In-Situ Measurement of Near-Surface Fretting Contact Temperatures in an Aluminum Alloy

[+] Author and Article Information
M. P. Szolwinski, G. Harish, T. N. Farris

1282 Grissom Hall, School of Aeronautics & Astronautics, Purdue University, West Lafayette, IN 47907-1282

Takahide Sakagami

Department of Mechanical Engineering and Systems, Graduate School of Engineering, Osaka University, 2-1 Yamadaoka, Suita, Osaka 565 Japan

J. Tribol 121(1), 11-19 (Jan 01, 1999) (9 pages) doi:10.1115/1.2833791 History: Received October 18, 1997; Revised April 28, 1998; Online January 24, 2008


Fretting is the tribological phenomenon observed in nominally-clamped components which experience vibratory loads or oscillations. Associated with fretting contacts are regions of small-amplitude relative motion or microslip that occurs at the edges of contact. A newly-available infrared technology capable of resolving temperatures fields finely, both spatially and temporally, is used to characterize the near-surface conditions associated with fretting contact between an aluminum alloy cylinder and flat. Both frictional heating due to interfacial slip and the coupled-thermoelastic effect arising from strains in the material induce these temperatures. The experimental results provide insight into not only the magnitude and distribution of near-surface temperatures, but also the nature of the contact stress field and the mechanics of partial slip fretting contacts. Comparisons of the measured temperature fields are made with those predicted by considering both conduction of the frictional heat flux and coupled-thermoelastic theory.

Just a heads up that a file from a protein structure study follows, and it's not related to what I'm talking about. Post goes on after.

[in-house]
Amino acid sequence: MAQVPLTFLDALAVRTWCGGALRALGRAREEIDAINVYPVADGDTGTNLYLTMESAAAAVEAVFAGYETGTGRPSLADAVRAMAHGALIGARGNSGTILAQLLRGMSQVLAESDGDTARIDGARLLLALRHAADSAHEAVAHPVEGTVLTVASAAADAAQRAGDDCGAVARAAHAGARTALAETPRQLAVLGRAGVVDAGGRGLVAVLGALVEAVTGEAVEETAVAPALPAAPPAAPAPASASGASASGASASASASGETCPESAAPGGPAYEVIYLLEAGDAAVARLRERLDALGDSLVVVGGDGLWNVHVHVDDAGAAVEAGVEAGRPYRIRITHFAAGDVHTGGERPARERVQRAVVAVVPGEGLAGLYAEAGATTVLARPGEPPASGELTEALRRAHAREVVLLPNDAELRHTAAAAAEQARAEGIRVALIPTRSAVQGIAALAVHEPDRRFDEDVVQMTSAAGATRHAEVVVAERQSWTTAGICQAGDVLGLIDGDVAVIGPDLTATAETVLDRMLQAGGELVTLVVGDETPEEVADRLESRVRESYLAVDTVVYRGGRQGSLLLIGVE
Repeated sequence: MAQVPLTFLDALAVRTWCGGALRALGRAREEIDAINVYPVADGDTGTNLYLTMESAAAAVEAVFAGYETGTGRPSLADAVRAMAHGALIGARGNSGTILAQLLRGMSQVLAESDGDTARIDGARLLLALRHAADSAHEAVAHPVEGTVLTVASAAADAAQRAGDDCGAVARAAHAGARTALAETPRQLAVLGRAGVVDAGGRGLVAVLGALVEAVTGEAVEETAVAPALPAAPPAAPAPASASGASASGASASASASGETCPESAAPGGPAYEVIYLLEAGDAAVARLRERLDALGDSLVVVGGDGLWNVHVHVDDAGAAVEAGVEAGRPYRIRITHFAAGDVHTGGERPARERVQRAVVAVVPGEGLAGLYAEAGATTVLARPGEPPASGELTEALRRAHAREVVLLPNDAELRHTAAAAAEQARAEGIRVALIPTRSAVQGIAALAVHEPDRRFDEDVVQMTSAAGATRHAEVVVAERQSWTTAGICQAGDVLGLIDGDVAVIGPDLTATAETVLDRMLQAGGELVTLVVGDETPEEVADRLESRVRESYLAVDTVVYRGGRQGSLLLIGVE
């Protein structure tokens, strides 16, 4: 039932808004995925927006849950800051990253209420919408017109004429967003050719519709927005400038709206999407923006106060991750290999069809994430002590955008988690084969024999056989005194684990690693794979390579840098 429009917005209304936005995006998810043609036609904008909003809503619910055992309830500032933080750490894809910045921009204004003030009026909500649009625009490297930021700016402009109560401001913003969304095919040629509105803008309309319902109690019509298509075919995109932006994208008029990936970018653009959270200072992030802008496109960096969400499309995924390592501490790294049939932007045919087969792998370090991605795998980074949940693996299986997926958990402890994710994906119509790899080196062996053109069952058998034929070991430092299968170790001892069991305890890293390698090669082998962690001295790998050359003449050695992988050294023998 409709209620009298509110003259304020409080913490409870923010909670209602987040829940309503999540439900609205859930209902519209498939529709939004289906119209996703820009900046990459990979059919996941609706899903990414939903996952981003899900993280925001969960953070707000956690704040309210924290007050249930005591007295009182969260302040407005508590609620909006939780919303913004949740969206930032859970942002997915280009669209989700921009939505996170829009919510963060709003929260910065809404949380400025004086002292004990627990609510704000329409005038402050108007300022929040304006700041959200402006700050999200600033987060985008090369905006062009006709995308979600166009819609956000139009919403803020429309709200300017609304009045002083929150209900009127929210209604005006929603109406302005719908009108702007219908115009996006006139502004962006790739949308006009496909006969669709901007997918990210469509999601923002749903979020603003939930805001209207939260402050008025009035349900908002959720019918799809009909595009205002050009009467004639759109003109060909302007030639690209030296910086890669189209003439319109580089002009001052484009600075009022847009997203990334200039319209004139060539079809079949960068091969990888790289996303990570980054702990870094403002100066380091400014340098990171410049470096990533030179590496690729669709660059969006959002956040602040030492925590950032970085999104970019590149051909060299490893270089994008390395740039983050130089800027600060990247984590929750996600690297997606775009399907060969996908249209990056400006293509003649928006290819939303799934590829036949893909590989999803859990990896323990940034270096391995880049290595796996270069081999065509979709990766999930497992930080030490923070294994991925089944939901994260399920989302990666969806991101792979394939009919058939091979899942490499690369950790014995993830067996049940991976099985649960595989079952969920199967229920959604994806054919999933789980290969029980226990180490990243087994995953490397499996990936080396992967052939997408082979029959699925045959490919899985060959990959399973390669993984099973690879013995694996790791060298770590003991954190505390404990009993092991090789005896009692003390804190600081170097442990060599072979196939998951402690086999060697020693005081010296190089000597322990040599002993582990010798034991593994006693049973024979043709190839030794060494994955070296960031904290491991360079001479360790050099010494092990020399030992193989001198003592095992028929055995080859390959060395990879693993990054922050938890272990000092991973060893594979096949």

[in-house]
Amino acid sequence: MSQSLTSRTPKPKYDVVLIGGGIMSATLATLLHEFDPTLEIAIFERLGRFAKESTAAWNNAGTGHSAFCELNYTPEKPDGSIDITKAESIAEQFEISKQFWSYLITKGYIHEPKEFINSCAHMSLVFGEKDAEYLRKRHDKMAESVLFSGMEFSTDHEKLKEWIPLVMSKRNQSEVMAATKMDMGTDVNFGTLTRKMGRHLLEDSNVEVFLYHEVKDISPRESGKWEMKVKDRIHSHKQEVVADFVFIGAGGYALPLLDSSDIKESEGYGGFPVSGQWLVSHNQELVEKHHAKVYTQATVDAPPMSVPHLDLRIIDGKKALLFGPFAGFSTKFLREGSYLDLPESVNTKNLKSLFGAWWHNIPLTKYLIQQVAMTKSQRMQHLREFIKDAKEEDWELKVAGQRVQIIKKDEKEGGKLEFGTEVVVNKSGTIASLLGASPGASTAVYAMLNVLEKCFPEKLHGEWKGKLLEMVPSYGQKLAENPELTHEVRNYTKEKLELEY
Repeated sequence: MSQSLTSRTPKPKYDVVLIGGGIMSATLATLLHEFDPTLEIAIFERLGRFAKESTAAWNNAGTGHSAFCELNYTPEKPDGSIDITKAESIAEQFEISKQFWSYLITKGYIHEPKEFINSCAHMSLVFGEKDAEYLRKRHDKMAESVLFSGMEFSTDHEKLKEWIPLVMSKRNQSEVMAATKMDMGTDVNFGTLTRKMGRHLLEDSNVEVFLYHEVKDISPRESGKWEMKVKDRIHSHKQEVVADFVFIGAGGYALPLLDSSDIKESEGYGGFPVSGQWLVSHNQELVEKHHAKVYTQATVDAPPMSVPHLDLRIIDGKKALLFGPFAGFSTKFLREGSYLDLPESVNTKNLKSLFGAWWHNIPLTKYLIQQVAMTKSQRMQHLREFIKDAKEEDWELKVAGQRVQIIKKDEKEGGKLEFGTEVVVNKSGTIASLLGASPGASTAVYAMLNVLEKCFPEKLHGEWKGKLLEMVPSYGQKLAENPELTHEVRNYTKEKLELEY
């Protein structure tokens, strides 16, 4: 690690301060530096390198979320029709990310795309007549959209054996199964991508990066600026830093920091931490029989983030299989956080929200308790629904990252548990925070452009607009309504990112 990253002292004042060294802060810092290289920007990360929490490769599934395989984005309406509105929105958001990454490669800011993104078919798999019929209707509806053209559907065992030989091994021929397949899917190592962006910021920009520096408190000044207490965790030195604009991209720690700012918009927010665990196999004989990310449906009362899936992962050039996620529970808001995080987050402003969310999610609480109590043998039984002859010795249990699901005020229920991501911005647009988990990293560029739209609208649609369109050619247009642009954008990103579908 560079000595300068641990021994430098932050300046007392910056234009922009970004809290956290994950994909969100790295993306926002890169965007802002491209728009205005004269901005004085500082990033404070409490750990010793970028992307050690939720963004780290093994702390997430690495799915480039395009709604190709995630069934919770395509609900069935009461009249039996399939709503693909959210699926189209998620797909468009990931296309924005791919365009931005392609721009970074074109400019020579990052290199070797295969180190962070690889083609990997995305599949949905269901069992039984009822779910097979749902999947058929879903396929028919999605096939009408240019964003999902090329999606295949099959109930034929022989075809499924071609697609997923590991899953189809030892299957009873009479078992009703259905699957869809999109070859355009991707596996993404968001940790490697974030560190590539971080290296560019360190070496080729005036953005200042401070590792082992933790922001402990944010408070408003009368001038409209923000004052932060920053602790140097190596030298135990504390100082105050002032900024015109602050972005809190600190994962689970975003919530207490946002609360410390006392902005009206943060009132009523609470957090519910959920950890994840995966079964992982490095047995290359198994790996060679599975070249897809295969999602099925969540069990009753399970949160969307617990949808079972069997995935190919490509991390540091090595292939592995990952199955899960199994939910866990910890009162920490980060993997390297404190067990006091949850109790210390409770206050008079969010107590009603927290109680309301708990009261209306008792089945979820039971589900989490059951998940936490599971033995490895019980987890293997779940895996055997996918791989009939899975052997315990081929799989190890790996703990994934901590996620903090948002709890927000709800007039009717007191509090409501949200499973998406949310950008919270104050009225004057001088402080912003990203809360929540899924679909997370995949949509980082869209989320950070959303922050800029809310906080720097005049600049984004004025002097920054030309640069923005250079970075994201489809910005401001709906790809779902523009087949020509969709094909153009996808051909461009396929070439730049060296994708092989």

Copyright © 1999 by The American Society of Mechanical Engineers
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